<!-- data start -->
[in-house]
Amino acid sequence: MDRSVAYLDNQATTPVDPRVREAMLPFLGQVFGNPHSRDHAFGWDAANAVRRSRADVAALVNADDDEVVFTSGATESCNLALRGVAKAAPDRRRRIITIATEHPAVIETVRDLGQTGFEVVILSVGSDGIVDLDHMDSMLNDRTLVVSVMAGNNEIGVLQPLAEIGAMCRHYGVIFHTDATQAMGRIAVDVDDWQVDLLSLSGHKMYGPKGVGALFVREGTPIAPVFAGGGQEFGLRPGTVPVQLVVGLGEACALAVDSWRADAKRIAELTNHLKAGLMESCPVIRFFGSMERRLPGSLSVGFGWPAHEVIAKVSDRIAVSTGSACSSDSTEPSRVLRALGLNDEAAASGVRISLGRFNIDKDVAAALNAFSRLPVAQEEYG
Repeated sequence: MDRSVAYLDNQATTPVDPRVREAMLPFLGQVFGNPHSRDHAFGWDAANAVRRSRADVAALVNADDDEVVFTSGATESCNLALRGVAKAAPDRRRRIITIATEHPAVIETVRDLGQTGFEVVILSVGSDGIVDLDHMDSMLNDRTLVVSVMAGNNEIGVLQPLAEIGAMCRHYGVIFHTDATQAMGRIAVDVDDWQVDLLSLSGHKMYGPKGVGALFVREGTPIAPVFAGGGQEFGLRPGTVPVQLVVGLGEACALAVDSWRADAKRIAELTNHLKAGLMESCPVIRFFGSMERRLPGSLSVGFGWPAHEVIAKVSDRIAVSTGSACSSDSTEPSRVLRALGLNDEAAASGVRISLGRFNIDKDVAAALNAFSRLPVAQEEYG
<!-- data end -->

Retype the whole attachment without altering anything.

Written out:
[in-house]
Amino acid sequence: MDRSVAYLDNQATTPVDPRVREAMLPFLGQVFGNPHSRDHAFGWDAANAVRRSRADVAALVNADDDEVVFTSGATESCNLALRGVAKAAPDRRRRIITIATEHPAVIETVRDLGQTGFEVVILSVGSDGIVDLDHMDSMLNDRTLVVSVMAGNNEIGVLQPLAEIGAMCRHYGVIFHTDATQAMGRIAVDVDDWQVDLLSLSGHKMYGPKGVGALFVREGTPIAPVFAGGGQEFGLRPGTVPVQLVVGLGEACALAVDSWRADAKRIAELTNHLKAGLMESCPVIRFFGSMERRLPGSLSVGFGWPAHEVIAKVSDRIAVSTGSACSSDSTEPSRVLRALGLNDEAAASGVRISLGRFNIDKDVAAALNAFSRLPVAQEEYG
Repeated sequence: MDRSVAYLDNQATTPVDPRVREAMLPFLGQVFGNPHSRDHAFGWDAANAVRRSRADVAALVNADDDEVVFTSGATESCNLALRGVAKAAPDRRRRIITIATEHPAVIETVRDLGQTGFEVVILSVGSDGIVDLDHMDSMLNDRTLVVSVMAGNNEIGVLQPLAEIGAMCRHYGVIFHTDATQAMGRIAVDVDDWQVDLLSLSGHKMYGPKGVGALFVREGTPIAPVFAGGGQEFGLRPGTVPVQLVVGLGEACALAVDSWRADAKRIAELTNHLKAGLMESCPVIRFFGSMERRLPGSLSVGFGWPAHEVIAKVSDRIAVSTGSACSSDSTEPSRVLRALGLNDEAAASGVRISLGRFNIDKDVAAALNAFSRLPVAQEEYG